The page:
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Sanctuary by Myra Morris

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Beneath the grinning sky, there is no spot,
   With silences enough to shroud my pain;
   Old voices leap again and yet again; 
From out the golden years when grief was not.
I shrink from eyes that question red and hot,
   Eyes mock me from the wind and slanting rain;
   Gone all the sombre peace of stretching plain,
And sea! Ah Christ! I loved and am forgot!

Yet, still there are shut doors I dimly know,
Whose well-thumbed lintels hold each trembling touch!
Within my hand alone there lies the key
To ope me these! One turn and I shall go
Triumphant, freed, not fearing overmuch,
Into the dark of Death's grim Sanctuary.

First published in The Lone Hand, 1 June 1920

Author reference sites: AustlitAustralian Dictionary of Biography

See also.

My Song by Mabel Forrest

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The moon was yellow as a plum,
   The river made no sound,
That night I wove a song for you
   And hit it in the ground.

But from the ground tall roses grew,
   Ragged and sweet and red:
They built a wall against the song
   I sang for one long dead.

Perhaps the flowers, more wise than
   Set up those perfumed bars
Knowing your dust had left the earth
   And blossomed into stars.

First published in The Bulletin, 14 March 1934

Author reference sites: AustlitAustralian Dictionary of Biography

See also.

Two Sunsets by Victor J. Daley

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On the Shore

The day and its delights are done;
   So all delights and days expire:
Down in the dim, sad West the sun
Is dying like a dying fire.

The fiercest lances of his light
   Are spent; I watch him droop and die,
Like a great king who falls in fight;
   None dared the duel of his eye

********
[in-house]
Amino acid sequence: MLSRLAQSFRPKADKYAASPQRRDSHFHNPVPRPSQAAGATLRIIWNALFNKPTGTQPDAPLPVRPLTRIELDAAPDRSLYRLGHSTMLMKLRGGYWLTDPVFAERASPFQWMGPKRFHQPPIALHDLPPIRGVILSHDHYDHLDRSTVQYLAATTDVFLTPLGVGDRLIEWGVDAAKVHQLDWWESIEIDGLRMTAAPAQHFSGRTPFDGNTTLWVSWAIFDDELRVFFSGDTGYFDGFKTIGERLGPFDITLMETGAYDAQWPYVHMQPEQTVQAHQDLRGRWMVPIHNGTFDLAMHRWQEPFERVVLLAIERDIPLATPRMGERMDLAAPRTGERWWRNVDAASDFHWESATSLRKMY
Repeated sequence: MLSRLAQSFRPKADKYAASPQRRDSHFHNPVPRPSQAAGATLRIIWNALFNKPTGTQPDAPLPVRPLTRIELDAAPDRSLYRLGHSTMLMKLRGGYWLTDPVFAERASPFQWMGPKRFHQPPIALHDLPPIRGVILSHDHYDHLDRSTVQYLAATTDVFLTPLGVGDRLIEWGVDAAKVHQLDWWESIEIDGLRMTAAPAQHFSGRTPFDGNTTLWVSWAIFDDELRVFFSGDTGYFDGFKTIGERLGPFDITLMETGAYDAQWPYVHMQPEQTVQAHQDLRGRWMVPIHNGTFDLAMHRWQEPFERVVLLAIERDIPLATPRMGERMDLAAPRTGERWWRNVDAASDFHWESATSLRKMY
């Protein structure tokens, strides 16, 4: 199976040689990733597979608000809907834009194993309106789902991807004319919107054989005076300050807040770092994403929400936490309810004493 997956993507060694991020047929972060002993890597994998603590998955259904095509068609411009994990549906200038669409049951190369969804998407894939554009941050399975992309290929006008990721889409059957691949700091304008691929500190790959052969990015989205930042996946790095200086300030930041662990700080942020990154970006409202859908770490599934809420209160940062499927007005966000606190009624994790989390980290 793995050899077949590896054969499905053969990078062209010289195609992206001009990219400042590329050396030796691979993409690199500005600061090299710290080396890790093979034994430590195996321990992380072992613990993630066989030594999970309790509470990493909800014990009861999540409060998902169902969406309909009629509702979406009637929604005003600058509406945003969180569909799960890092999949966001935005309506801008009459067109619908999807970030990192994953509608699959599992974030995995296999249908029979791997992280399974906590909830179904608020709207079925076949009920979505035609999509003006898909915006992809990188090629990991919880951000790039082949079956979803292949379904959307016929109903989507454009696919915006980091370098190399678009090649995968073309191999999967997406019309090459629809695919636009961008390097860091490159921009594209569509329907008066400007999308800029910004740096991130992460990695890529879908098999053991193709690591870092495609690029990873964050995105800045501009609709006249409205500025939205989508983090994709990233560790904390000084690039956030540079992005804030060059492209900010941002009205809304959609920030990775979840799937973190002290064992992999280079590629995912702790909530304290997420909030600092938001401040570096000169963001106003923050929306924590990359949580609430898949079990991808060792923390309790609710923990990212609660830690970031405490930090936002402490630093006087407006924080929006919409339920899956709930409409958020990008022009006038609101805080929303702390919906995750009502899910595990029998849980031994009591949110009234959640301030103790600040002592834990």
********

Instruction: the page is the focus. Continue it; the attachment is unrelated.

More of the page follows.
Living, but, now his eye is dim,
The eyes of all may stare at him.

How lovely in his strength at morn
He orbed along the burning blue!
The blown gold of his flying hair
Was tangled in green-tressèd trees,
And netted in the river sand
In gleaming links of amber clear.
But all his shining locks are shorn,
His brow of its bright crown is bare,
The golden sceptre leaves his hand,
And deeper, darker, grows the hue
Of the dim purple draperies
And cloudy banners round his bier.

O beautiful, rose-hearted dawn! ---
O splendid noon of gold and blue! ---
Is this wan glimmer all of you?
Where are the blush and bloom ye gave
To laughing land and smiling sea? ---
The swift lights that did flash and shiver
In diamond rain upon the river,
And set a star in each blue wave?
Where are the merry lights and shadows
That danced through wood and over lawn,
And flew across the dewy meadows
Like white nymphs chased by satyr lovers?
Faded and perished utterly.
All delicate and all rich colour
In flower and cloud, on lawn and lea,
On butterfly, and bird, and bee,
A little space and all are gone ---
And darkness, like a raven, hovers
Above the death-bed of the day.

So, when the long, last night draws on,
And all the world grows ghastly gray,
We see our beautiful and brave
Wither, and watch with heavy sighs
The life-light dying in their eyes,
The love-light slowly fading out,
Leaving no faint hope in their place,
But only on each dear wan face
The shadow of a weary doubt,
The ashen pallor of the grave.

O gracious morn and golden noon!
With what fair dreams did ye depart --
Beloved so well and lost so soon!
I could not fold you to my breast:
I could not hide you in my heart;